7 Feb 2021

Benefits and challenges of large e-ink displays

When we think of e-ink, our minds usually turn to e-readers. When Amazon released its first Kindle in 2007, many other companies jumped aboard, creating their own e-readers and e-ink displays. 

E-ink was designed as an electronic screen that acts like paper, which is why e-ink technology is also referred to as e-paper: electronic paper.  In the age of vibrant LED, LCD, plasma, or other modern displays, do we really need another type of display?

E-ink fills a hole that today’s typical displays are passing over. Read on to find out how.


Where e-ink technology really stands out is its low use of power. Simple e-ink displays can last years on one charge. The more complex ones that use Wi-Fi or Bluetooth still last months.

Secondly, e-ink users prefer a display that isn’t backlit. We stare at backlit screens all day; they’ve lost their novelty. People want something different to look at instead of the computers we’ve been stuck in front of since the 1990s. Plus, e-ink offers non-glare displays, which are easier on the eyes than other displays on the market.

Next, some people still prefer that classic look of pen and paper or chalk and a chalkboard. Today, most companies and businesses want a touch of class with their modern style. Rather than making your office resemble a walk down the Star Trek Enterprise, add some class with paperlike displays instead of blazing LCD screens.

“People don’t want to walk up to another LCD screen.” – Russ Wilcox, founder and former CEO of E Ink

Thirdly, e-ink displays are getting larger. Originally, the biggest e-ink displays on the market were no bigger than a book. The largest e-ink display today is a whopping 42 inches across: not bad for a technology that’s not even a decade and a half old.


Whatever you can do with paper, imagine doing it with an e-ink display. Most of the uses for e-ink today originate from someone dreaming how to make a paper experience better. Here are some examples.

Joan 32

At the end of 2020, Visionect announced Joan 32, a 32-inch e-ink display. It can be placed wherever it’s needed the most, whether that be an office building, an airport in a shopping mall, or anywhere else where information needs to be displayed. It’s most often used for corporate communication, digital menus, airport signage or to provide wayfinding information.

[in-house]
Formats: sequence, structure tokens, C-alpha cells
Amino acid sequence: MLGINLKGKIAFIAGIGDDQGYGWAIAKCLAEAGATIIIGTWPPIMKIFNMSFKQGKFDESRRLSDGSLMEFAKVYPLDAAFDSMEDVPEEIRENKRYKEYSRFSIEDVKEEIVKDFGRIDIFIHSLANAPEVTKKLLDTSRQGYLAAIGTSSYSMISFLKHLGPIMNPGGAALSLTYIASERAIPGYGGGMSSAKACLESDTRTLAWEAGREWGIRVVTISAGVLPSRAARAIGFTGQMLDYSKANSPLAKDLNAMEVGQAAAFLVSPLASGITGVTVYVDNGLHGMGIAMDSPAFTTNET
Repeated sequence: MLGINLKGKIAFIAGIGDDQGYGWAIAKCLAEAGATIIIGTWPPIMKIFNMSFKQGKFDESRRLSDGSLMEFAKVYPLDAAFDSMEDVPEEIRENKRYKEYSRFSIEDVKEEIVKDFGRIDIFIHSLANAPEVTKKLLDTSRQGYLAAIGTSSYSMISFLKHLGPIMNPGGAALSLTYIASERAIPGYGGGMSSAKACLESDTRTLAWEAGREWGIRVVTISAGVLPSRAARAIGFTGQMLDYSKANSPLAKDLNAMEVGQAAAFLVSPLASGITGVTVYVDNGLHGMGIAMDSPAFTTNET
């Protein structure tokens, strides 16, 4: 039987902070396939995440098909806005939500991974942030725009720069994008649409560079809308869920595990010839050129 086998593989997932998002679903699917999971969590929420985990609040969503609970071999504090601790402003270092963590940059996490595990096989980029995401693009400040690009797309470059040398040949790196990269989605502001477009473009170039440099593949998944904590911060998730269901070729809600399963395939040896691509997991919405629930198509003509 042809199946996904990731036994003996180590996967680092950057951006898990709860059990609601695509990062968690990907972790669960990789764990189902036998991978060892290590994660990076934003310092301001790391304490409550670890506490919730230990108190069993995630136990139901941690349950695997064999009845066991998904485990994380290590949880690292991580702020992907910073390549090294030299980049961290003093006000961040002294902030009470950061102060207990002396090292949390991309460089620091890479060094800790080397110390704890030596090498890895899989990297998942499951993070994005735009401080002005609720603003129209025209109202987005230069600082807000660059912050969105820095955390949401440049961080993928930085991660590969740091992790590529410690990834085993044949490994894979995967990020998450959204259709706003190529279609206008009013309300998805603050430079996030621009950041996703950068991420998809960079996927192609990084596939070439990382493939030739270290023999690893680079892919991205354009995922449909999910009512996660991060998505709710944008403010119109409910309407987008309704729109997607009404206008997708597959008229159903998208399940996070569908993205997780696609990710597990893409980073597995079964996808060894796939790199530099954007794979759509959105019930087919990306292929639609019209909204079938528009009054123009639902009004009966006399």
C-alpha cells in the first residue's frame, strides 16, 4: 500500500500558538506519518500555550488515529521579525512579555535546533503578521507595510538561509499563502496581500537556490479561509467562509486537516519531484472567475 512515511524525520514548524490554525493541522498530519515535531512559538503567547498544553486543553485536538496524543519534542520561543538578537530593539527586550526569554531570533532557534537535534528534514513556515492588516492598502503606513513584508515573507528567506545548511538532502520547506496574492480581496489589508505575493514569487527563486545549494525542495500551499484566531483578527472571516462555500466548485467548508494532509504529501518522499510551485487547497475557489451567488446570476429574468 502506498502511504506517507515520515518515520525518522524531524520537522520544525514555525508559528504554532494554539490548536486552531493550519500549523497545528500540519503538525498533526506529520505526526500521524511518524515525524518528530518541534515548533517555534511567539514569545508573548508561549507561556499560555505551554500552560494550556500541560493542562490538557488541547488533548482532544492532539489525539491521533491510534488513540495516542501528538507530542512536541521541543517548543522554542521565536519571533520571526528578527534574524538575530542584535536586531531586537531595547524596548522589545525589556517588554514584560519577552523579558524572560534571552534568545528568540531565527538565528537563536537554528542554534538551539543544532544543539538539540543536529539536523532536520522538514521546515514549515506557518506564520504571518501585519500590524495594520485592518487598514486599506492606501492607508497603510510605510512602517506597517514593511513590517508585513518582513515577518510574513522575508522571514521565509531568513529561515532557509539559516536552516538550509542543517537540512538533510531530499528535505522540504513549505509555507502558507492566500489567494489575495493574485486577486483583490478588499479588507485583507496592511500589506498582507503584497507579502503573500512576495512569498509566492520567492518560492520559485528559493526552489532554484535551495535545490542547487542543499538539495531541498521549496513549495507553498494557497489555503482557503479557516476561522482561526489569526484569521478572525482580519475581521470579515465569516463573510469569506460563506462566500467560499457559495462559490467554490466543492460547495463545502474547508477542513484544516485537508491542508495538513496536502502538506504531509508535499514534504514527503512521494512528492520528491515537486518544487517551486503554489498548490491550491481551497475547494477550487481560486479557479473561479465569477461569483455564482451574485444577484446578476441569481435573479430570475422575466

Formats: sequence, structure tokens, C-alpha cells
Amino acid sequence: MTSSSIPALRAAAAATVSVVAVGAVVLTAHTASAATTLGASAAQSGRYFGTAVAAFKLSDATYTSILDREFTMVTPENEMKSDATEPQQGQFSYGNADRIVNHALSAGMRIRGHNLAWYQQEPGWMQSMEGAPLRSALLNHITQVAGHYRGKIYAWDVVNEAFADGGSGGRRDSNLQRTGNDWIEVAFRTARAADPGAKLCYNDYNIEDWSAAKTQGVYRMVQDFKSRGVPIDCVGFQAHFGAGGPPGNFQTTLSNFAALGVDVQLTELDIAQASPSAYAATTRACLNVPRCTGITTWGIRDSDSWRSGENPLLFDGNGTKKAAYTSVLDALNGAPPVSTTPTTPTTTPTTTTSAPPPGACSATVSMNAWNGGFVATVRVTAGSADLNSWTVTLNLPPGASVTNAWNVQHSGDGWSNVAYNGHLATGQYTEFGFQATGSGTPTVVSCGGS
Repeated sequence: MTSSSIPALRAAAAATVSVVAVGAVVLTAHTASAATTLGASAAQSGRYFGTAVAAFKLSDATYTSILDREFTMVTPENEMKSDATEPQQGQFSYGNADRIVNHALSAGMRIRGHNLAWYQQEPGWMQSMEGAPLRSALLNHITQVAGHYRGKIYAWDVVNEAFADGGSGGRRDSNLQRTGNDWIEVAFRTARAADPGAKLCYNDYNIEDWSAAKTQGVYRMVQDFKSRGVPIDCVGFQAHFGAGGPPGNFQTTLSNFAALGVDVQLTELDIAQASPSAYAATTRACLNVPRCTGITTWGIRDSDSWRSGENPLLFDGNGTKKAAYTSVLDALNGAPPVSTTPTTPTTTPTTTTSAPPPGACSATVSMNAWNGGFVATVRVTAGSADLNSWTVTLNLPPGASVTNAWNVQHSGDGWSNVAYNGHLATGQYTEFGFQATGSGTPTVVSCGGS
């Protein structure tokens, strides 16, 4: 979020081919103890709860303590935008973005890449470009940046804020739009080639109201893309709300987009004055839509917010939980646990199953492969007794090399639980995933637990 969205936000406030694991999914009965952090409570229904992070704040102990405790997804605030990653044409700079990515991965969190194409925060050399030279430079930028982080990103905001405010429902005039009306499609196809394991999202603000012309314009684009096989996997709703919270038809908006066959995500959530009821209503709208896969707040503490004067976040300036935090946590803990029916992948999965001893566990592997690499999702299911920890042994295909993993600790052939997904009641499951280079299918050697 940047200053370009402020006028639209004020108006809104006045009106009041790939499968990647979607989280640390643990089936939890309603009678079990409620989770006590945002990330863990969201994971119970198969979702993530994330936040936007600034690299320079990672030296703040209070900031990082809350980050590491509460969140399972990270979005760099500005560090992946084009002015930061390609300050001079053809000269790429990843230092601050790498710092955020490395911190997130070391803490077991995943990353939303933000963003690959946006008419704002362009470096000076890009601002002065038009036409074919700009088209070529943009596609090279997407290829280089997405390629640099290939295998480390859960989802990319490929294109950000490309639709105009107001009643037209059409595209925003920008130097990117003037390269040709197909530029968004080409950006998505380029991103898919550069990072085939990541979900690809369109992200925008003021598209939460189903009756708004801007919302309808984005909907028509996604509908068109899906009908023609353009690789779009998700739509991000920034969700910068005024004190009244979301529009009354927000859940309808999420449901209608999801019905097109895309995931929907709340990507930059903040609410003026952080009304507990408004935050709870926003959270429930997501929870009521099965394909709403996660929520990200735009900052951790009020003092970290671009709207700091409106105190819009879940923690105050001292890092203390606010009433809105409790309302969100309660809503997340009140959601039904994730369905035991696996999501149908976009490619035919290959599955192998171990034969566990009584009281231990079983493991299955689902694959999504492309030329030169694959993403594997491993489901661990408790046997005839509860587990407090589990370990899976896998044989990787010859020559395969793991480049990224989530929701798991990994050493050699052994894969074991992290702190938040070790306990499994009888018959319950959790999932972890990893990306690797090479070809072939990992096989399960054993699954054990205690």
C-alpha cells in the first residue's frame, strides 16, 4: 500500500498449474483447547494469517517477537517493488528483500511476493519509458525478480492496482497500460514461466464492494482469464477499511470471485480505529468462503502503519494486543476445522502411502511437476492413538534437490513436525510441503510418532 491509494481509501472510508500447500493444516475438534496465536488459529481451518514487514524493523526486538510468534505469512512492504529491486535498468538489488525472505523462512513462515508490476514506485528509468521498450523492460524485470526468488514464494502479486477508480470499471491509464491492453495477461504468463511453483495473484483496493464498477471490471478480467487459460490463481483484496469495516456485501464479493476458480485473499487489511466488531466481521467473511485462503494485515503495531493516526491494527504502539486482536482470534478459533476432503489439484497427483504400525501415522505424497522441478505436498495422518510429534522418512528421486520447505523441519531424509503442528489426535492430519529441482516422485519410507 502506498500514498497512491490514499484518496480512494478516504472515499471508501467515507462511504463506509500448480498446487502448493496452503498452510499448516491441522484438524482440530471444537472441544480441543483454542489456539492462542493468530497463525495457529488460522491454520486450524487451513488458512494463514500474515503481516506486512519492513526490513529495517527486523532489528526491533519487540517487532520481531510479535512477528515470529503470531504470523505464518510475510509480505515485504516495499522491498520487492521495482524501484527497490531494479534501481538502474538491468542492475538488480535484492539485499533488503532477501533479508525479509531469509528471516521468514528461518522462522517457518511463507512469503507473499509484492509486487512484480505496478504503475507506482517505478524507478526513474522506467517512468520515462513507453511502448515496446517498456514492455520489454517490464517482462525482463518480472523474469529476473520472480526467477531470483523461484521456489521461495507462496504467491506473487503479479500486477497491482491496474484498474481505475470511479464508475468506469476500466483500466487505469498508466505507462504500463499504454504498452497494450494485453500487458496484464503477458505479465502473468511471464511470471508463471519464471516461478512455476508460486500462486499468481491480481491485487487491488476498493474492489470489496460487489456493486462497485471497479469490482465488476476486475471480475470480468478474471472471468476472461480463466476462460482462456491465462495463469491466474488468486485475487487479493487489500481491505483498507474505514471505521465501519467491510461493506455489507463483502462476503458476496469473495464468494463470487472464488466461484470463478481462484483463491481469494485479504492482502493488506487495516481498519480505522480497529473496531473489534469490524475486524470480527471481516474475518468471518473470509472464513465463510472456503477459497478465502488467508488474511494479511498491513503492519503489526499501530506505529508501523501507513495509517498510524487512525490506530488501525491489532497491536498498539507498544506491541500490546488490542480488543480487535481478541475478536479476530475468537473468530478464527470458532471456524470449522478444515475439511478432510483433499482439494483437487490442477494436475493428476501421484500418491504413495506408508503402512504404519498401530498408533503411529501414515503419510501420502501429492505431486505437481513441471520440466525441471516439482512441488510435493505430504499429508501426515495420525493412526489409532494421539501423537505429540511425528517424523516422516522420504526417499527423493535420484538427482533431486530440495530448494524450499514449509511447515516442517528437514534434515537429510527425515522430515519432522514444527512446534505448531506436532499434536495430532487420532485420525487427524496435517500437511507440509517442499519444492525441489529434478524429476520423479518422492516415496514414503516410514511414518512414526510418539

Joan’s battery lasts for weeks and can be recharged overnight. There’s no need for a constant power source, drilling, or wiring, which is a huge advantage over LCD screens.

Sign up to learn more about Joan 32 and receive additional discount.


Launched in 2017, reMarkable recreates the pen and paper look and feel that a backlit screen simply can’t. The device is listed as a “tablet” with one very notable difference to the popular tablets on the market: it uses e-ink.

Despite the leaps and bounds of technology, with tablet styluses and Wacom digitizers, ordinary pen and paper has survived to this day

reMarkable has a 10.3 inch e-ink display, which is decently larger than the Kindle and more practical for drawing.



In 2020, IONNYK came up with the idea to use e-ink in place of black and white photos. IONNYK’s 31-inch display is encased in a frame, which cycles through a galley of images. The result is lifelike photography that convinces viewers they’re looking at real photo prints. IONNYK’s frames are based on Visionect’s 32-inch screens

E Ink

E Ink is the first company to offer a 42-inch e-ink display. Their large e-ink displays can be used for food menus, floor plans, interactive whiteboard simulations, and more. Whatever its use, the large e-ink display is sure to add a touch of class to any environment.




Although it’s come a long way, e-ink technology is not as responsive as LCD, LED, and other mainstream displays. Users report e-ink displays taking “15 to 20 seconds to power on completely,” not to mention seconds to simply wake them from sleep mode.


While Amazon was the first to release an e-reader, Sony was the first to make their e-reader usable in the dark. Since then, it’s been commonplace for e-readers to have front lighting for users to read in the dark.

However, most e-ink displays, particularly the larger ones, don’t have front lighting and are not visible in dark environments.


Because e-ink uses capsules with different colored particles that rise and sink to change the screen’s color, the devices are limited to greyscale displays. While some e-ink displays are breaching this barrier, it’ll take a while for others to add more colors to their e-ink technology.


Considering e-ink displays are composed of millions of minuscule capsules in a thin film, it will take a lot of investment for the displays to get much larger than 42 inches. Although progress is coming, it won’t be as rapid as Samsung’s Wall and its 292-inch screen.


As mentioned, it takes a lot of investment to get e-ink displays to be larger and colorful. Therefore, the displays aren’t cheap. With only a few e-ink manufacturers releasing e-ink displays, there aren’t really less-pricey alternatives.


Are they worth it? If you’re a classicist, pragmatist, or innovator, e-ink displays are for you. The devices are classy and low-maintenance with endless uses. If your room isn’t too dark to read a piece of paper, you’ll love integrating e-ink displays in your space.